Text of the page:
• 1900-01 Floyd A. Bostick
  • 1903 Floyd Alexander Bostick
  • 1907 J. A. Lusk
  • 1907 (Spec.) J. A. Lusk
  • 1909 (Spec.) Samuel Phillips
  • 1911 C. W. Brown
  • 1915 J. A. Lusk
  • 1919 John B. Tally

 

Representatives

  • 1821-2 William Barclay, Booker Smith, George W. Hopkins
  • 1822-3 William Barclay, Alexander Dulaney, Thomas Bailey
  • 1823-4 William Barclay, Samuel B. Moore, Daniel Peyton
  • 1824-5 William D. Gaines, Samuel B. Moore, Daniel Peyton
  • 1825-6 Philip H. Ambrister, Charles Lewis, Daniel Peyton, John Baxter
  • 1826-7 William Barclay, Samuel B. Moore, William Lewis, Philip H. Arbrister
  • 1827-8 James Russell, Samuel B. Moore, William A. Davis, Daniel Price
  • 1828-9 James Russell, Stearnes S. Wellborn, James Smith, Philip H. Arbrister
  • 1829-30 James Russell, William Barclay, James Smith, James Roulston
  • 1830-1 William Barclay, John Gilbreath, John B. Stephens, Daniel Price
  • 1831-2 Henry Norwood, John Gilbreath, John D. Stephens, Daniel Price
  • 1832 (called) Henry Norwood, John Lusk, Benjamin B. Goodrich, Caleb B. Hudson
  • 1832-3 Henry Norwood, John Lusk, Benjamin B. Goodrich, Caleb B. Hudson,
  • 1833-4 Henry Norwood, Edwin H. Webster, Samuel McDavid, P. H. Ambrister
  • 1834-5 Robert Jones, John Gilbreath, James W. Young, Benjamin Snodgrass, Philip H. Ambrister, Wyatt Coffey
  • 1835-6 Henry Norwood, Joseph P. Frazier, John Berry, William King, Stephen Carter, Washington F. May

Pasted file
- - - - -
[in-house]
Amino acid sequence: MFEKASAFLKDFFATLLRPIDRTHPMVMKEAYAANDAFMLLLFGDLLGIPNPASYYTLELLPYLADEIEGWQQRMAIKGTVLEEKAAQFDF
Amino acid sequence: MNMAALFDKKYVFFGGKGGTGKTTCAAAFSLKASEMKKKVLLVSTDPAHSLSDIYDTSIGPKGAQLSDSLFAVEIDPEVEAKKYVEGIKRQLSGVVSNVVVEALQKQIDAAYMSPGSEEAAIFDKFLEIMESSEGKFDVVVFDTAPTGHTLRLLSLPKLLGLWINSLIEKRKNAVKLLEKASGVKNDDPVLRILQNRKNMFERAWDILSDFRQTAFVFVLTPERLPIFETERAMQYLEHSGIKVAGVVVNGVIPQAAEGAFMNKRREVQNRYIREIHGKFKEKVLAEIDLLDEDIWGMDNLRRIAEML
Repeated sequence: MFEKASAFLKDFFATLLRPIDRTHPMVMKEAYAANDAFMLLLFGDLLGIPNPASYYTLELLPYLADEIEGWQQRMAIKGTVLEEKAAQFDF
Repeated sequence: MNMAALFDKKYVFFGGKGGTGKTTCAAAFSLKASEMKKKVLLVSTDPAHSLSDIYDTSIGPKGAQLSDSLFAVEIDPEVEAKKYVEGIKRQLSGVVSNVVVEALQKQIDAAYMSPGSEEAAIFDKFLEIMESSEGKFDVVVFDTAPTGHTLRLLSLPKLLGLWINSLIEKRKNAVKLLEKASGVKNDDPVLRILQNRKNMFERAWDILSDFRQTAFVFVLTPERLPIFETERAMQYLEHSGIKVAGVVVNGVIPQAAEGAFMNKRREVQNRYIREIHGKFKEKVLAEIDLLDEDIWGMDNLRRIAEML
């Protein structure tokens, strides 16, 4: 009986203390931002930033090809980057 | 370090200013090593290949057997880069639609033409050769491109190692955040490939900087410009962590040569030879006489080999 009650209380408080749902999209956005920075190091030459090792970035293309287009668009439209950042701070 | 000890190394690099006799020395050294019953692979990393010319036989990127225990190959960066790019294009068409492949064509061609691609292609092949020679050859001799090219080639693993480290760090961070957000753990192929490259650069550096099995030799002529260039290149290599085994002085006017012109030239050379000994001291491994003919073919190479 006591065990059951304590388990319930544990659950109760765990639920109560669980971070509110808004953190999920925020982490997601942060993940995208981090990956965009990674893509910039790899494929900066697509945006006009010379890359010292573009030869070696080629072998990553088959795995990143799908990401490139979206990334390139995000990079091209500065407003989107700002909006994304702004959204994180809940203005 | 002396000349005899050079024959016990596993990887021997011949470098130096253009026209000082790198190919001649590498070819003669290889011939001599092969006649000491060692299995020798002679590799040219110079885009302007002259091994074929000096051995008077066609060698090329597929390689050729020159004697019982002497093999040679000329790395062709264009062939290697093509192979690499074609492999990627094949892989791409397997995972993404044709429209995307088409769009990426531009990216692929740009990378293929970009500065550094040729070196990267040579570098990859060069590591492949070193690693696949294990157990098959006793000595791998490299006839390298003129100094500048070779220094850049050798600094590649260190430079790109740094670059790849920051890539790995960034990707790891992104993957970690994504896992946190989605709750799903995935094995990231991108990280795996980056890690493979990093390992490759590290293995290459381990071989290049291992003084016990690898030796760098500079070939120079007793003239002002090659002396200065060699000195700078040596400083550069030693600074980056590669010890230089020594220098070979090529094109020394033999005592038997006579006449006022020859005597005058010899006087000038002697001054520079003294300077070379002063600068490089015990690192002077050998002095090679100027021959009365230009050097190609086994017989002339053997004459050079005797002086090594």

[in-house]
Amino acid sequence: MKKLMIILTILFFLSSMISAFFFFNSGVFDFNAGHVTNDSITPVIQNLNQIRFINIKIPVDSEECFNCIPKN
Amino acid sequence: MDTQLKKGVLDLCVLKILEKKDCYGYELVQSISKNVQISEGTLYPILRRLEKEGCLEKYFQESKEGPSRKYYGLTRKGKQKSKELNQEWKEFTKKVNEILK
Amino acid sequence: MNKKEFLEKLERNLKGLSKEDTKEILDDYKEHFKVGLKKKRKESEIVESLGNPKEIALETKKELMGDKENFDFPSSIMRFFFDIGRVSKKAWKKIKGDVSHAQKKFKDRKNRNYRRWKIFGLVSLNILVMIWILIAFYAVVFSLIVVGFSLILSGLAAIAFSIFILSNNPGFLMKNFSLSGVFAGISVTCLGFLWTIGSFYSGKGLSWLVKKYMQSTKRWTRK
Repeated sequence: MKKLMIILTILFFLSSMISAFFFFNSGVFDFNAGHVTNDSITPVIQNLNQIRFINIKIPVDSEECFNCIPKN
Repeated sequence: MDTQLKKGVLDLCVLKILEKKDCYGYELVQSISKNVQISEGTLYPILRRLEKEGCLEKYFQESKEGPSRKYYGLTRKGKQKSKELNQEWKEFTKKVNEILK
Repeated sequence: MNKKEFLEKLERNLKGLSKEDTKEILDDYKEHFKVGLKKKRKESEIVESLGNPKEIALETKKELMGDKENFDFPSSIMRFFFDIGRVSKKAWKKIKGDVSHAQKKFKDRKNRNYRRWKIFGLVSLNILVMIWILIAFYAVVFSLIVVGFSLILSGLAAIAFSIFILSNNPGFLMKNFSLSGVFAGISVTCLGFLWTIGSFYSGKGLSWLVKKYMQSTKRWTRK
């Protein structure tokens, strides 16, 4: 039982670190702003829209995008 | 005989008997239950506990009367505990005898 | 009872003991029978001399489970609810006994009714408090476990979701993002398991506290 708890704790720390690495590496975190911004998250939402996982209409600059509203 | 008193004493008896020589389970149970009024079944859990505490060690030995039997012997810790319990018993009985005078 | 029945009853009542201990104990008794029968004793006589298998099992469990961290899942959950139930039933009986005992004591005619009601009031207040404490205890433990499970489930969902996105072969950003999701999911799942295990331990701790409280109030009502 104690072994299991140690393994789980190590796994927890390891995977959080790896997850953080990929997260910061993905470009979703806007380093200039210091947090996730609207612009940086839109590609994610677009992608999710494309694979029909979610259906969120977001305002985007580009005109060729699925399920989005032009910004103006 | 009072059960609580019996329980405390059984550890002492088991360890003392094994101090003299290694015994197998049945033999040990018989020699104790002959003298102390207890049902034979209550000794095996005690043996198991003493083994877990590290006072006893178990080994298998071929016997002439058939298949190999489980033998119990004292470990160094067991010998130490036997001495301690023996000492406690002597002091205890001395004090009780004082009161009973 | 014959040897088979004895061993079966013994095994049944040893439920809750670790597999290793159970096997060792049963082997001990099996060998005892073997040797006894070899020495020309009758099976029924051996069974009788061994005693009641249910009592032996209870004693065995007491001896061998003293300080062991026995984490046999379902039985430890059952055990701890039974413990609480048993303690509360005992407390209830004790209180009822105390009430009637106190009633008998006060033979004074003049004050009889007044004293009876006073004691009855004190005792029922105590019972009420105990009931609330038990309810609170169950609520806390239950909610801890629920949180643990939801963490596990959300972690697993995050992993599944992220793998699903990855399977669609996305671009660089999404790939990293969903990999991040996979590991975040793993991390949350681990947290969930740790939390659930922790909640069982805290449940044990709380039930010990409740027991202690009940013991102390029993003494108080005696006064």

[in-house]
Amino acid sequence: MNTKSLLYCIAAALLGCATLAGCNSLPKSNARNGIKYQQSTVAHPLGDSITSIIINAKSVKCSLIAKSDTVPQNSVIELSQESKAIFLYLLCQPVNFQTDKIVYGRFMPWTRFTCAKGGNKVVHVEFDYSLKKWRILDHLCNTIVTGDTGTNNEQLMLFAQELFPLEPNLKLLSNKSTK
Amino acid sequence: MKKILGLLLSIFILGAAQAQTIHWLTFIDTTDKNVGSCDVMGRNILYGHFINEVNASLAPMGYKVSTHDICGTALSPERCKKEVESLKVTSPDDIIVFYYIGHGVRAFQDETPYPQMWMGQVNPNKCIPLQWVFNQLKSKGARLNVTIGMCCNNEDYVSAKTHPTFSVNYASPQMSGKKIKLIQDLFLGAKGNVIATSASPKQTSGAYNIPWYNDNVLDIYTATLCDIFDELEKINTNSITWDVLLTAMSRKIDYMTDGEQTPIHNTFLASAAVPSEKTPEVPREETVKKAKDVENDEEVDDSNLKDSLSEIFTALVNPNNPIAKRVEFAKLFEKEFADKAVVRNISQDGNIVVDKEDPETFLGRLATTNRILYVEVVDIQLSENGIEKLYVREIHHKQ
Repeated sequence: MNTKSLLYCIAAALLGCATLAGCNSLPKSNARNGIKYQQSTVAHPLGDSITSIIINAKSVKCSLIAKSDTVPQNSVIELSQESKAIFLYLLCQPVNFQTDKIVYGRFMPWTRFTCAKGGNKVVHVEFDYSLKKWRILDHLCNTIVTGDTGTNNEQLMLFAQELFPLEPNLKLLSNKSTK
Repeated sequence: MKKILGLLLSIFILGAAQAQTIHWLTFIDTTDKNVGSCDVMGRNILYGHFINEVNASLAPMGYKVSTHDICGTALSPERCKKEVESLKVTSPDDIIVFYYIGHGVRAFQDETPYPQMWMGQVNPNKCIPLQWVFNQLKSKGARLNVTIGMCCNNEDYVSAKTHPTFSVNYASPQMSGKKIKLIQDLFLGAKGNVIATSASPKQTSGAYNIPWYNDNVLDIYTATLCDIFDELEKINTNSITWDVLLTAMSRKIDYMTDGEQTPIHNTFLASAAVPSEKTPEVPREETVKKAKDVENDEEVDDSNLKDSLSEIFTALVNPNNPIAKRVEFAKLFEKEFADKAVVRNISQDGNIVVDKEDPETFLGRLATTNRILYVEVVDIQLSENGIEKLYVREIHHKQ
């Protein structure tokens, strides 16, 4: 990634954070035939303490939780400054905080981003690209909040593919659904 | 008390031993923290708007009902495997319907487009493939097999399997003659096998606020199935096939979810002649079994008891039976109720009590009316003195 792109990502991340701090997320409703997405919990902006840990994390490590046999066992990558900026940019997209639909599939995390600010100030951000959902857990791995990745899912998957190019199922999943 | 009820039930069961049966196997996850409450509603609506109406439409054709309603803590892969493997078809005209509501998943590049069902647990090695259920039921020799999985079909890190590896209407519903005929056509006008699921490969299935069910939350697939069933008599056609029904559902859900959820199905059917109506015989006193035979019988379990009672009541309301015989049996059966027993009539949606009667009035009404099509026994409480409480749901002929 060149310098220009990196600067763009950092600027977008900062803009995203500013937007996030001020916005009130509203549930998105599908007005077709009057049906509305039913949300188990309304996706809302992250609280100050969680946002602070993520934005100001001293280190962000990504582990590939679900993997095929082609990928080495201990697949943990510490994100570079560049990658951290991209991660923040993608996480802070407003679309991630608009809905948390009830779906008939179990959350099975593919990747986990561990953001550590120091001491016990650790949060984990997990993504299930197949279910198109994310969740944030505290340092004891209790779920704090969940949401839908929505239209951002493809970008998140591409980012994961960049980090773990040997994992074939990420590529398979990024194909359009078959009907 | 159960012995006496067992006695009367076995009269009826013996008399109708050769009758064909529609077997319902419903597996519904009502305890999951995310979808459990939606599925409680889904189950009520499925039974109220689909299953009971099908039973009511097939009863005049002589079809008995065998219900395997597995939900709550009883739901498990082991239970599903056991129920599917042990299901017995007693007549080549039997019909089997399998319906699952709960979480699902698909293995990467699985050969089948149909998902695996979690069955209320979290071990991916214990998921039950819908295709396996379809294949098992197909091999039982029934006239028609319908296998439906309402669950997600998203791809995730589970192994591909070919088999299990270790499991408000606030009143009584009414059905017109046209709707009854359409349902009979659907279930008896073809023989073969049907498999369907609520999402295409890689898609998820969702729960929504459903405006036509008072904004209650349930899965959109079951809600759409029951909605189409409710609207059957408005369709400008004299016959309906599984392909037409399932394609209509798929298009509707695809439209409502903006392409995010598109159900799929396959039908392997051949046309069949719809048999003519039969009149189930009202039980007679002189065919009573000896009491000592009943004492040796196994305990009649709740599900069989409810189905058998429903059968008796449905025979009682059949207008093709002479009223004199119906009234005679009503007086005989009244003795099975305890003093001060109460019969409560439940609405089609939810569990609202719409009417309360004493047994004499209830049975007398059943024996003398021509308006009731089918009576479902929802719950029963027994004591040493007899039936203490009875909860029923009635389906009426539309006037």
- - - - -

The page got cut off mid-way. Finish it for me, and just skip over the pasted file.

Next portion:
• 1836-7 Robert T. Scott, Joseph P. Frazier, John Berry, William M. King, Benjamin Snodgrass, Samuel McDavid
  • 1837 (called) Robert T. Scott, Joseph P. Frazier, John Berry, William M. King, Benjamin Snodgrass, Samuel McDavid
  • 1837-8 Robert T. Scott, C. M. Cross, Alva Finley, William M. King, Thomas Wilson, Daniel Lucas
  • 1838-9 William Mason, James Williams, Alva Finley, F. A. Hancock, Thomas Wilson, McNairy Harris
  • 1839-40 Robert T. Scott, James William, F. A. Hancock, Thomas Wilson
  • 1840-41 G. R. Griffin, E. W. Williams, Joshua Warren, James Smith
  • 1841 (called) G. R. Griffin, E. W. Williams, Joshua Warren, James Smith
  • 1841-2 William L. Griffin, Philip H. Ambrister, Wm. M. King, James Smith
  • 1842-3 Robert T. Scott, E. W. Williams, Alva Finley, James Munday
  • 1843-4 Benjamin Franks, James Williams, Joseph P. Frazier, F. A. Hancock
  • 1844-5 Robert T. Scott, James Williams, Moses Maples, Williamson R. W. Cobb
  • 1845-6 C. F. Williams, James Williams, W. R. W. Cobb
  • 1847-8 Robert T. Scott, James Williams, F. A. Hancock
  • 1847-8 Robert T. Scott, James Williams, F. A. Hancock
  • 1849-50 Benjamin Franks, Thomas Wilson, J. C. Austin
  • 1851-2 Joshua Stephens, Thomas Wilson, J. C. Austin
  • 1853-4 Robert T. Scott, James M. Green, H. C. Cowan
  • 1855-6 W. R. Larkins, Moses Maples, F. A. Hancock
  • 1857-8 John B. Talley, J. S. Eustace, J. M. Cloud
  • 1859-60 P. G. Griffin, Jonathan Latham, J. M. Hudgins
  • 1861 (1st called) P. G. Griffin, Jonathan Latham, J. M. Hudgins
  • 1861 (2d called) John B. Talley, Jonathan Latham, T. T. Cotman
  • 1861-2 John B. Talley, Jonatham Latham, T. T. Cotman
  • 1862 (called) John B. Talley, Jonathan Latham, T. T. Cotman
  • 1862-3 John B. Talley, Jonathan Latham, T. T. Cotman
  • 1862 (called) P. Brown, J. W. Young, W. H. Robinson
  • 1863-4 P. Brown, J. W. Young, W. H. Robinson
  • 1864 (called) P. Brown, J. W. Young, W. H. Robinson
  • 1864-5 P. Brown, J. W. Young, W. H. Robinson
  • 1865-6 W. J. B. Padgett, James Williams, Henry F. Smith
  • 1866-7 W. J. B. Padgett, James Williams, Henry F. Smith
  • 1868 J. W. Daniel, W. F. Hurt
  • 1869- 70 J. W. Daniel, W. F. Hurt.
  • 1870- 1 W. F. Hurt, J. H. Cowan.
  • 1872- J. H. Cowan, W. F. Hurt.
  • 1872- 3 J. E. Brown, J. H. Cowan.
  • 1873 J. E. Brown, J. H. Cowan.
  • 1874- 5 W. J. Higgins, W. M. Maples.
  • 1875- 6 W. J. Higgins, W. M. Maples.
  • 1876- Wm. McFarlane, Samuel Butler.
  • 1878-9—G. D. Campbell, James Evans.
  • 1880-1—W. H. Robinson, J. H. Vaught.
  • 1882-3—S. H. Glover, C. W. Hunt.
  • 1884-5—W. H. Bogart, I. P. Brown.